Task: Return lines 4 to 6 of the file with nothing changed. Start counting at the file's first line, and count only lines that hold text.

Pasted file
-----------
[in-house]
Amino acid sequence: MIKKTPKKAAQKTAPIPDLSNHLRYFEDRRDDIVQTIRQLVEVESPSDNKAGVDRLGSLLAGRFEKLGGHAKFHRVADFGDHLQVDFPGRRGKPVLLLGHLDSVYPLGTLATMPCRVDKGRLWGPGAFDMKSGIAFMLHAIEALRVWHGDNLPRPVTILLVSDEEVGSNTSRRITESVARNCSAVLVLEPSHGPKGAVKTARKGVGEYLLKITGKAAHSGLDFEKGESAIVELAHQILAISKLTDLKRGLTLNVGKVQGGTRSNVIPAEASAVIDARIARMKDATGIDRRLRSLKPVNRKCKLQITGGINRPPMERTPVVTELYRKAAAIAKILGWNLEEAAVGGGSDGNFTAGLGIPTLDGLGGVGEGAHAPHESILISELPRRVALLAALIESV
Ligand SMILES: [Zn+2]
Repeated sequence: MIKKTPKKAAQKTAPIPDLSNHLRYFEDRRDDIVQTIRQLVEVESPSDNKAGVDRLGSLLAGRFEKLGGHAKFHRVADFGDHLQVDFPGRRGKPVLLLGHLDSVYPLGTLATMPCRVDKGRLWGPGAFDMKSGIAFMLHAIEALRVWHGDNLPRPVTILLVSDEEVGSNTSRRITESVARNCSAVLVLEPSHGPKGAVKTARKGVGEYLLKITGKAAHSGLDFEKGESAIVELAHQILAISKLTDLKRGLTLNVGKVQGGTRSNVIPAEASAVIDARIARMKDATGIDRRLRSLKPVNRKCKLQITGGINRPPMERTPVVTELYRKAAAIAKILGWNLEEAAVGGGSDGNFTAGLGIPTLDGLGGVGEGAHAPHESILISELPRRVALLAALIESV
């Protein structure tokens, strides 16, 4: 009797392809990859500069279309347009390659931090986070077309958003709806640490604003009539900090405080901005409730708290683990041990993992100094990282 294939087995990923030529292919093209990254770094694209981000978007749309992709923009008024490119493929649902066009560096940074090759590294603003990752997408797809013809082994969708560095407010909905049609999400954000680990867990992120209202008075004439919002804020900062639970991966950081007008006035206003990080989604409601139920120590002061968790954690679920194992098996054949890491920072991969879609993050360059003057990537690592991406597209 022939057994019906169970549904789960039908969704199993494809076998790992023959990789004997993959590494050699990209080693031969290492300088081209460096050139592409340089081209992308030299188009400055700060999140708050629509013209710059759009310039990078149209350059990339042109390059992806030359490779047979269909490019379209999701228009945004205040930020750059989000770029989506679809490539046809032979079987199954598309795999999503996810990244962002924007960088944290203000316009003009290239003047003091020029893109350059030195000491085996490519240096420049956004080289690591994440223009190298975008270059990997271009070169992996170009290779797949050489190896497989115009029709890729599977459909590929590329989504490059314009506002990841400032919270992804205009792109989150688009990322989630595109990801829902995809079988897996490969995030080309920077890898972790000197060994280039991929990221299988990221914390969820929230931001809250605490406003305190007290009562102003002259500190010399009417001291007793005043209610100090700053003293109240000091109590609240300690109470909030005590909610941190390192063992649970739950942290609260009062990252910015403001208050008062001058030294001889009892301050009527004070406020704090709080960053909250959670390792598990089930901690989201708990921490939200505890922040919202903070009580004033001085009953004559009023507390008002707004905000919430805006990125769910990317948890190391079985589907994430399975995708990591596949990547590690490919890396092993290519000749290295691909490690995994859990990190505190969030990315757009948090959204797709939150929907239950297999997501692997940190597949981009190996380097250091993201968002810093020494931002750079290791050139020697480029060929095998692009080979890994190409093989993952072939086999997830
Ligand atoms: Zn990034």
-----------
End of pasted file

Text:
Repeated sequence: MIKKTPKKAAQKTAPIPDLSNHLRYFEDRRDDIVQTIRQLVEVESPSDNKAGVDRLGSLLAGRFEKLGGHAKFHRVADFGDHLQVDFPGRRGKPVLLLGHLDSVYPLGTLATMPCRVDKGRLWGPGAFDMKSGIAFMLHAIEALRVWHGDNLPRPVTILLVSDEEVGSNTSRRITESVARNCSAVLVLEPSHGPKGAVKTARKGVGEYLLKITGKAAHSGLDFEKGESAIVELAHQILAISKLTDLKRGLTLNVGKVQGGTRSNVIPAEASAVIDARIARMKDATGIDRRLRSLKPVNRKCKLQITGGINRPPMERTPVVTELYRKAAAIAKILGWNLEEAAVGGGSDGNFTAGLGIPTLDGLGGVGEGAHAPHESILISELPRRVALLAALIESV
């Protein structure tokens, strides 16, 4: 009797392809990859500069279309347009390659931090986070077309958003709806640490604003009539900090405080901005409730708290683990041990993992100094990282 294939087995990923030529292919093209990254770094694209981000978007749309992709923009008024490119493929649902066009560096940074090759590294603003990752997408797809013809082994969708560095407010909905049609999400954000680990867990992120209202008075004439919002804020900062639970991966950081007008006035206003990080989604409601139920120590002061968790954690679920194992098996054949890491920072991969879609993050360059003057990537690592991406597209 022939057994019906169970549904789960039908969704199993494809076998790992023959990789004997993959590494050699990209080693031969290492300088081209460096050139592409340089081209992308030299188009400055700060999140708050629509013209710059759009310039990078149209350059990339042109390059992806030359490779047979269909490019379209999701228009945004205040930020750059989000770029989506679809490539046809032979079987199954598309795999999503996810990244962002924007960088944290203000316009003009290239003047003091020029893109350059030195000491085996490519240096420049956004080289690591994440223009190298975008270059990997271009070169992996170009290779797949050489190896497989115009029709890729599977459909590929590329989504490059314009506002990841400032919270992804205009792109989150688009990322989630595109990801829902995809079988897996490969995030080309920077890898972790000197060994280039991929990221299988990221914390969820929230931001809250605490406003305190007290009562102003002259500190010399009417001291007793005043209610100090700053003293109240000091109590609240300690109470909030005590909610941190390192063992649970739950942290609260009062990252910015403001208050008062001058030294001889009892301050009527004070406020704090709080960053909250959670390792598990089930901690989201708990921490939200505890922040919202903070009580004033001085009953004559009023507390008002707004905000919430805006990125769910990317948890190391079985589907994430399975995708990591596949990547590690490919890396092993290519000749290295691909490690995994859990990190505190969030990315757009948090959204797709939150929907239950297999997501692997940190597949981009190996380097250091993201968002810093020494931002750079290791050139020697480029060929095998692009080979890994190409093989993952072939086999997830
Ligand atoms: Zn990034």